Buying a Car in Costa Rica
One of the aspects of this sabbatical I fretted over the most was what to do about transportation for the year we would be in Costa Rica. If we were going to have a car, it was important that it be even more reliable here than back home in Pittsburgh. I was haunted by images of us being broken down on the side of the road in total darkness, with rain pouring down, and no entity like AAA to call for assistance. Is it possible to live here without a vehicle? Yes. But given the fact that one of our main objectives was to visit different regions of the country (and bordering countries as well), we felt like a car was a necessity. Not to mention the fact that it’s convenient to have a car for taking kids to school or to complete chores like grocery shopping.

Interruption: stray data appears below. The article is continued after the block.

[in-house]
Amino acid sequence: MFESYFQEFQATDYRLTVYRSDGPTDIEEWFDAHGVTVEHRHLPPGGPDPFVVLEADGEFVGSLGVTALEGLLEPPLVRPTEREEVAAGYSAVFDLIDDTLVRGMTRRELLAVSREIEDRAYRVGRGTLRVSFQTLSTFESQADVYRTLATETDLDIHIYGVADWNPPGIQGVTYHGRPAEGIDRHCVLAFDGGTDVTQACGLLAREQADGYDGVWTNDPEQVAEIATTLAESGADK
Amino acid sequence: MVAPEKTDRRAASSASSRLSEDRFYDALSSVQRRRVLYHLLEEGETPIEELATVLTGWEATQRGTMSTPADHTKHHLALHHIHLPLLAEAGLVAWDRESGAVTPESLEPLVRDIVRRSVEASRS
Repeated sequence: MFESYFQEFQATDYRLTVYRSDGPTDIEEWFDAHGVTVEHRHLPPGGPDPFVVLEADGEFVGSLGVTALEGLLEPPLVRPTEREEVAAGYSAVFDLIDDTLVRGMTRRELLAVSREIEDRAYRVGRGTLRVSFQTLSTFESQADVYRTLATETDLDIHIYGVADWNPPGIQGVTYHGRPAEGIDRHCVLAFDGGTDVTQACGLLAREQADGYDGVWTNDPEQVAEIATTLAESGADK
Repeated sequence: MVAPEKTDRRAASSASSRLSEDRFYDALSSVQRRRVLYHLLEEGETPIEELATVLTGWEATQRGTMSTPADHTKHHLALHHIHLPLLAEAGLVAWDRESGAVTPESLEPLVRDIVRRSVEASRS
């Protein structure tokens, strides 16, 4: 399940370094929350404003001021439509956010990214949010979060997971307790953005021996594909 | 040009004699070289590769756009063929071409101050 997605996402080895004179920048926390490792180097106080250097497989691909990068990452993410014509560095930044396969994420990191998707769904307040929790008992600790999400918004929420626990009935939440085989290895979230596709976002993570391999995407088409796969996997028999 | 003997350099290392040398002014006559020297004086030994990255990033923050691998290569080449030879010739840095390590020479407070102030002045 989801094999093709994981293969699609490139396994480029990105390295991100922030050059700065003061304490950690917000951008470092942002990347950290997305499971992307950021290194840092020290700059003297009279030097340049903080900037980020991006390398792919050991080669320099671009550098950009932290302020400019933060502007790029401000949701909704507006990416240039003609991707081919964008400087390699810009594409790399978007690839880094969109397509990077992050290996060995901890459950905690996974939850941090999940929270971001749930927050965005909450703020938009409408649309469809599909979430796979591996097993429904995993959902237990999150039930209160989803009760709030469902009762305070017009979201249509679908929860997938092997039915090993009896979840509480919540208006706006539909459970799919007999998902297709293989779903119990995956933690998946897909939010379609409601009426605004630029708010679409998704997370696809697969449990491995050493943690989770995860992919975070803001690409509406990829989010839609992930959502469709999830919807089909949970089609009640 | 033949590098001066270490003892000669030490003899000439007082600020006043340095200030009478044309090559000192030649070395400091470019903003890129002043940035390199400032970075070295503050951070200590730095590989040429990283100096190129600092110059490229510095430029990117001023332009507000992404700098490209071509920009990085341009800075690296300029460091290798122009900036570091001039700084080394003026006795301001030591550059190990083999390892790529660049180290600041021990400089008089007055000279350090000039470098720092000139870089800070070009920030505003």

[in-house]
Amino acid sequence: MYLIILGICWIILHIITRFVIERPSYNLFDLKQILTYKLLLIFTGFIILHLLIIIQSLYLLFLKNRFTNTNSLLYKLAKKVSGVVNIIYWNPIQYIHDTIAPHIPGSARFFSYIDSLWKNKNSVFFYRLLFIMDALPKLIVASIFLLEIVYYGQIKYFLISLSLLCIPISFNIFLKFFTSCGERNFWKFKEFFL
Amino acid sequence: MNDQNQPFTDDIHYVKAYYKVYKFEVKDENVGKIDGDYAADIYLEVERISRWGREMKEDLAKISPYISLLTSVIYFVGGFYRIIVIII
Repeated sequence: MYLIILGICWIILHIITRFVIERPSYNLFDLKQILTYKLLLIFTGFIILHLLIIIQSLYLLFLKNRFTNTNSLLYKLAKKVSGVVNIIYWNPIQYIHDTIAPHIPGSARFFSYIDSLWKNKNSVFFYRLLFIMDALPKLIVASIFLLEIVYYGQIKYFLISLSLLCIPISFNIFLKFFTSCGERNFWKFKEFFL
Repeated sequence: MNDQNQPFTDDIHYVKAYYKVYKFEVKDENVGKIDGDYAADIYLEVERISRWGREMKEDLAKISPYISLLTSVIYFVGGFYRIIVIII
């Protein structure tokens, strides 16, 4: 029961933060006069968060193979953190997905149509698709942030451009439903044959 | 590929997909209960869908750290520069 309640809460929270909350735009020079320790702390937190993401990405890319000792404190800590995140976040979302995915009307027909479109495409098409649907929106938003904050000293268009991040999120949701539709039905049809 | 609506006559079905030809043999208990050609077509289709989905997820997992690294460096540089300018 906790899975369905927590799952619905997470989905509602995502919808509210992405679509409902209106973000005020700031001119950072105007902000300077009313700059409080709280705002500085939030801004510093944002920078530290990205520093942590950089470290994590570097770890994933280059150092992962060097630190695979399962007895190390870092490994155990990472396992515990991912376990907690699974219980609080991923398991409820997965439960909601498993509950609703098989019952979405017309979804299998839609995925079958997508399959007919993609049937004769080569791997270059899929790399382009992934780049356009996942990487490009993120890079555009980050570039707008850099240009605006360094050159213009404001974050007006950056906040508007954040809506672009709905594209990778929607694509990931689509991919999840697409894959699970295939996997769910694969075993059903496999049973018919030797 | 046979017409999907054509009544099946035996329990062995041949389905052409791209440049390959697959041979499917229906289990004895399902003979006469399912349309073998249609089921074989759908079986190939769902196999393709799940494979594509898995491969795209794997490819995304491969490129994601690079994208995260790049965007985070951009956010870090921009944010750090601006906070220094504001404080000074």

Our options were pretty simple. We could lease a car for a year, ship a car into the country, or buy a car in Costa Rica.
Before doing any research, I figured the answer would be a no-brainer. Leasing had to be the way to go, right? How expensive could it be? Well, as we found out, it is really expensive. To rent a subcompact car on a monthly basis, we were looking at a cost of about $700-$800 per month. Spending $9,600 in one year on car lease payments alone didn’t fit within our budget and seemed to make no sense. Thus, I thought the next best thing might be shipping our well-maintained, used car into Costa Rica.
As I mentioned in a previous blog post, I bought an Isuzu Trooper in 2000 and drove that car until 2014. It took some effort to determine how much it would have cost us to import that car (many of the sites are in Spanish and the prices are in colones), but eventually we reached a conclusion.